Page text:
Important aspects of the DNA repair mechanisms in mammalian, and especially human, cells are reviewed. The DNA repair processes are essential in the maintenance of the integrity of the DNA and in the defense against cancer. It has recently been discovered that the DNA repair efficiency differs in different regions of the genome and that active genes are preferentially repaired. There is mounting evidence that DNA repair processes play a role in the development of drug resistance by tumor cells. We will discuss such data as well as further approaches to clarify the relationship between DNA repair and antineoplastic drug resistance. Specifically, there is an increasing need to investigate the intragenomic heterogeneity of DNA repair and correlate the repair efficiency in specific genes to aspects of drug resistance. We also discuss the therapeutic potential of inhibiting the DNA repair processes and thereby possibly overcoming drug resistance.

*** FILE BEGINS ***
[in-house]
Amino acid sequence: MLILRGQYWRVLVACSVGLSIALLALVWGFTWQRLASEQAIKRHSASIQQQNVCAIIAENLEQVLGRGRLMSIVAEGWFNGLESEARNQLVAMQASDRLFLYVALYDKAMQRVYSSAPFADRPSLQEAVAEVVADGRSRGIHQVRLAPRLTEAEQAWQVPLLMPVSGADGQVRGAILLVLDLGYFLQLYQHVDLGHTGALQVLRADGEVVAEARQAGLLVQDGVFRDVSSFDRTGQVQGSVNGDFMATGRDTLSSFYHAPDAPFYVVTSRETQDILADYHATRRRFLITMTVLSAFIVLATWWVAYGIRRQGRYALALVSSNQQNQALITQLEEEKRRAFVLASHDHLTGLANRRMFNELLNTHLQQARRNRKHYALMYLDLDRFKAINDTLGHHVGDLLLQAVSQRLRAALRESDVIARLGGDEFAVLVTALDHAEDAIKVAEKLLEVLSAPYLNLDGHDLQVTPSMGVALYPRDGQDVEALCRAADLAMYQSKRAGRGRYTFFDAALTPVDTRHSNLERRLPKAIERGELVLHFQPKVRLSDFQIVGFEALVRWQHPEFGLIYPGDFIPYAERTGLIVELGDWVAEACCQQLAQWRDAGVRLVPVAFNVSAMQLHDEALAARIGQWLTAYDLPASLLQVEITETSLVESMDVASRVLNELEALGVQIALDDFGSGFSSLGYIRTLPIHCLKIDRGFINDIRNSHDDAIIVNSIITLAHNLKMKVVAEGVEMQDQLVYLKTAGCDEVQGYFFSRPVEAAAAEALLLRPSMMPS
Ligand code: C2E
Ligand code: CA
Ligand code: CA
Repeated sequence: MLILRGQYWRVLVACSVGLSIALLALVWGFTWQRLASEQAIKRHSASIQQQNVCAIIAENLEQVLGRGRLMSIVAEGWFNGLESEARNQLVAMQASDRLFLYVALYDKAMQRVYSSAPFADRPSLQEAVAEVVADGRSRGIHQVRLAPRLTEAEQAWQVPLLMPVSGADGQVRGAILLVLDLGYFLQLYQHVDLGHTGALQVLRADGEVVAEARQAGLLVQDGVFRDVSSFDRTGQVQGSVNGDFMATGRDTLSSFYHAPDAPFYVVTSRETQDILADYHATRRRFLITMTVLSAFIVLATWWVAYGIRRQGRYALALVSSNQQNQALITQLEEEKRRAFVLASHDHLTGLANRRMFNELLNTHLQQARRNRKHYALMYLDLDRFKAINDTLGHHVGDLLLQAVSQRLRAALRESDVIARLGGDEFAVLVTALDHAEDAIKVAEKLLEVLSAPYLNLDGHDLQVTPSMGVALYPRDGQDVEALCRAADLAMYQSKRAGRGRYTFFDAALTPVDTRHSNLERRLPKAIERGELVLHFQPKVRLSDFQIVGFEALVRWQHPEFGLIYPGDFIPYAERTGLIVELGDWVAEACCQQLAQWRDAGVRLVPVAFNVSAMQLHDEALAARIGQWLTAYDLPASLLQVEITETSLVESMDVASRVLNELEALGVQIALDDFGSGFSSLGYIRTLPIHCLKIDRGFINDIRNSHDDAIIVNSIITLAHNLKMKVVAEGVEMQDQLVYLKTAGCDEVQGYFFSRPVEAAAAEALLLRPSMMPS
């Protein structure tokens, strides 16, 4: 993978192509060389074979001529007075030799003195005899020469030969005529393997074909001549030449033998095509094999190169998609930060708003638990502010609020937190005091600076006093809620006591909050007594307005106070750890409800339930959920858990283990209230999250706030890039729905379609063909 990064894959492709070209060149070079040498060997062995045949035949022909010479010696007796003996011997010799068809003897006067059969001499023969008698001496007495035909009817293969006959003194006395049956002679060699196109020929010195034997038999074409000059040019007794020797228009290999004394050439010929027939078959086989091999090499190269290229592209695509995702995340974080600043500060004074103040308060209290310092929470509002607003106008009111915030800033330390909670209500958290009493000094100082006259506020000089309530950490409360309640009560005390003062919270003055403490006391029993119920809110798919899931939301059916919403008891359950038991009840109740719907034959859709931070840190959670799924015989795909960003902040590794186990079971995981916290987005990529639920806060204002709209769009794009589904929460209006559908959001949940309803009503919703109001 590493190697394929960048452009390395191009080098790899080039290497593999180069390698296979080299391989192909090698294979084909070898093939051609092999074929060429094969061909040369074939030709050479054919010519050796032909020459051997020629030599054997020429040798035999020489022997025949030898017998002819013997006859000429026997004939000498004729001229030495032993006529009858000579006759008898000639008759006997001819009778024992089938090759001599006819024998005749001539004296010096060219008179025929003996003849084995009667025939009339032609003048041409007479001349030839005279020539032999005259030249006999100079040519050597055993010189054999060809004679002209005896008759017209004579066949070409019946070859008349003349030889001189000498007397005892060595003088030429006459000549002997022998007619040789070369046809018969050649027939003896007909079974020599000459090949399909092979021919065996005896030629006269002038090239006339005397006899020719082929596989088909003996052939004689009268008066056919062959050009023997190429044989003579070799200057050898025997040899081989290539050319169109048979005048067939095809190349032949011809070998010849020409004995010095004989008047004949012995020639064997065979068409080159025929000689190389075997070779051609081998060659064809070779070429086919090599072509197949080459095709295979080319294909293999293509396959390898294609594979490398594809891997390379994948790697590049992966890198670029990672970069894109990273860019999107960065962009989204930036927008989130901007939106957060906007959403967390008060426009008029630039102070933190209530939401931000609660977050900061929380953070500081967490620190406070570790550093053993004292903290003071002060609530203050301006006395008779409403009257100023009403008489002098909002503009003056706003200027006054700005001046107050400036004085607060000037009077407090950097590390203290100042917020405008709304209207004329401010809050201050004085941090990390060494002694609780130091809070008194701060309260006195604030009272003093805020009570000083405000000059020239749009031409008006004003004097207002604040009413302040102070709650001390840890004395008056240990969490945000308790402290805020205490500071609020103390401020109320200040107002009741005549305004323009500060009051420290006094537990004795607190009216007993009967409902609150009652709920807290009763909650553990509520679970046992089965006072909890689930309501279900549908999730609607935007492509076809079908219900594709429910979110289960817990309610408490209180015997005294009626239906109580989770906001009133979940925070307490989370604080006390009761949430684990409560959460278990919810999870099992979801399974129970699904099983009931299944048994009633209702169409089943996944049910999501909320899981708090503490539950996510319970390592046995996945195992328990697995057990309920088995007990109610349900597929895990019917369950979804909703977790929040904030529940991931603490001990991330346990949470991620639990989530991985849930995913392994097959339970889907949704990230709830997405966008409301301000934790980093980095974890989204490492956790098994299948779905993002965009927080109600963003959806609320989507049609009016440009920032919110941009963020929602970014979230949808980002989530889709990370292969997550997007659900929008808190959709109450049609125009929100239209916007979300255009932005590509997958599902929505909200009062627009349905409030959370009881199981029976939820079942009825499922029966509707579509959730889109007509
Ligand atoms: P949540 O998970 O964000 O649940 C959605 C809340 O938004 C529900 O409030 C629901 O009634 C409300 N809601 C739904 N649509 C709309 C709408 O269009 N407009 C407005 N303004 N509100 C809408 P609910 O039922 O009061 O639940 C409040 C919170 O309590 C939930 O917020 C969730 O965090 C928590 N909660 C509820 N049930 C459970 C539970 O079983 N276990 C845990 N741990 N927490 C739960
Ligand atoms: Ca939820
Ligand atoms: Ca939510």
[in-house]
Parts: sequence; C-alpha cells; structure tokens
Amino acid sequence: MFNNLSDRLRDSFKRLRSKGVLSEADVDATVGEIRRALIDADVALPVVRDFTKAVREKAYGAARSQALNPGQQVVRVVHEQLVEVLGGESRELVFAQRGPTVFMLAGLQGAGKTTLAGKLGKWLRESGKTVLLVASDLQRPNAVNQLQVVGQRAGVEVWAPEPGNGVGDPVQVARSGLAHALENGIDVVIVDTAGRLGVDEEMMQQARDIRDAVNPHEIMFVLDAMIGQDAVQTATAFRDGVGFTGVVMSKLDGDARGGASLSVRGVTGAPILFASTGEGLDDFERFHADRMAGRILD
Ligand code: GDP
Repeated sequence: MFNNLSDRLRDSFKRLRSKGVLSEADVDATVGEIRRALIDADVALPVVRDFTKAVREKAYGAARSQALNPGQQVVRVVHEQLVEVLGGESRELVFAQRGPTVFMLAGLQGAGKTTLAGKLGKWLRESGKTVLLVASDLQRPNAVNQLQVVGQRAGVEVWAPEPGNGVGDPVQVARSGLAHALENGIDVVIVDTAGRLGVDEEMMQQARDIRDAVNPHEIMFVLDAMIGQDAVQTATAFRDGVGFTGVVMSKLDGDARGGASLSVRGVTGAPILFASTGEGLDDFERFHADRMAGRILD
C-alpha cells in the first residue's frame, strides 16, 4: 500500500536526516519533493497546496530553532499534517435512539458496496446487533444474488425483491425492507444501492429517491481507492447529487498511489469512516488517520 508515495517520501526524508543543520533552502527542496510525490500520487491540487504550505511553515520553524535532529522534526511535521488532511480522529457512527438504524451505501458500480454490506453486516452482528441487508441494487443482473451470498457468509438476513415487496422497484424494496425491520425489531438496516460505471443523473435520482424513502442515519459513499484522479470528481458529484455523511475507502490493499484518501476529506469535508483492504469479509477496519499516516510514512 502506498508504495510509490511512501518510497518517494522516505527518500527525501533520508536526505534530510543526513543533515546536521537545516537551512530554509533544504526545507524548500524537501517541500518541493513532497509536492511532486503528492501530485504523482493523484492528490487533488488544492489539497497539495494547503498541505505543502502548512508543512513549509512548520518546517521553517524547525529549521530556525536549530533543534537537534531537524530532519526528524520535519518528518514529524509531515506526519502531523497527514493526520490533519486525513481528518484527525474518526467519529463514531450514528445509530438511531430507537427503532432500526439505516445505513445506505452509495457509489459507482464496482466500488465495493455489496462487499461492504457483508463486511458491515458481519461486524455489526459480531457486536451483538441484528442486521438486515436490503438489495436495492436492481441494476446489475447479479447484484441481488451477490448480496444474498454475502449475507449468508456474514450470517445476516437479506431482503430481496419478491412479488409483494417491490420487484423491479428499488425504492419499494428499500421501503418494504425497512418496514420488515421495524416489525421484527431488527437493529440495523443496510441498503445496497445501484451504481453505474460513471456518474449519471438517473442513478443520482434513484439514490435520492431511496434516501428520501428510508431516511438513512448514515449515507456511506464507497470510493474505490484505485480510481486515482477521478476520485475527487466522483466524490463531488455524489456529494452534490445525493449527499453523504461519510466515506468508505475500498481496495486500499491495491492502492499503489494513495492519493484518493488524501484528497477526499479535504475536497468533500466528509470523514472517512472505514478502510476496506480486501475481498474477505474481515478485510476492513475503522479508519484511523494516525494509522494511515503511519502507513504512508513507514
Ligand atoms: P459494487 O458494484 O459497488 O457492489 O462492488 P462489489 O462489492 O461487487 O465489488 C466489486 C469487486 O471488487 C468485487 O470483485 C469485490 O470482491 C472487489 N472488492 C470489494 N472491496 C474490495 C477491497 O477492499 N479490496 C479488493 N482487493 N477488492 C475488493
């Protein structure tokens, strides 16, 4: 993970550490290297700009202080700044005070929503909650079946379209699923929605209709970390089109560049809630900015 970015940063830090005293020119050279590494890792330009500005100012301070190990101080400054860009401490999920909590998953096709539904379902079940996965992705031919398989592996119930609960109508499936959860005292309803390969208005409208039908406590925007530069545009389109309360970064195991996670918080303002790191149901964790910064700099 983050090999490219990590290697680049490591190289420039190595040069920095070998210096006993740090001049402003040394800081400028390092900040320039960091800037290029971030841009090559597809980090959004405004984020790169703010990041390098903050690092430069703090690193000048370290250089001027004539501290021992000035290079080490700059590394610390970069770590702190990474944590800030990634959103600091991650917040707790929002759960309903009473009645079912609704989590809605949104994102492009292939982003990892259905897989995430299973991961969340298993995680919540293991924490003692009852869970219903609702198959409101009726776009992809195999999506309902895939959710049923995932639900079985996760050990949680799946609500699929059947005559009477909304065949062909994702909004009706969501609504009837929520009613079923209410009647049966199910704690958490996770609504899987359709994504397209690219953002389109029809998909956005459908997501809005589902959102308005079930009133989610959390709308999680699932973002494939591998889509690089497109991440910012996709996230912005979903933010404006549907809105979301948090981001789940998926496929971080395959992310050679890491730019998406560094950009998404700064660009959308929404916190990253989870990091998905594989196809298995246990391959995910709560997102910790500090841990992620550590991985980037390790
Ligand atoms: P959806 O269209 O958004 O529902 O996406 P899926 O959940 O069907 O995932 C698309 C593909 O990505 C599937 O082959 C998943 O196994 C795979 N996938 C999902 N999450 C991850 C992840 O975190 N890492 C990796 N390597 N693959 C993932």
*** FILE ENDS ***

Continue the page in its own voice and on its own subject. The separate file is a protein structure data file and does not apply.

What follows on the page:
|Original language||English (US)|
|Number of pages||10|
|Journal||Annals of Oncology|
|State||Published - May 1991|
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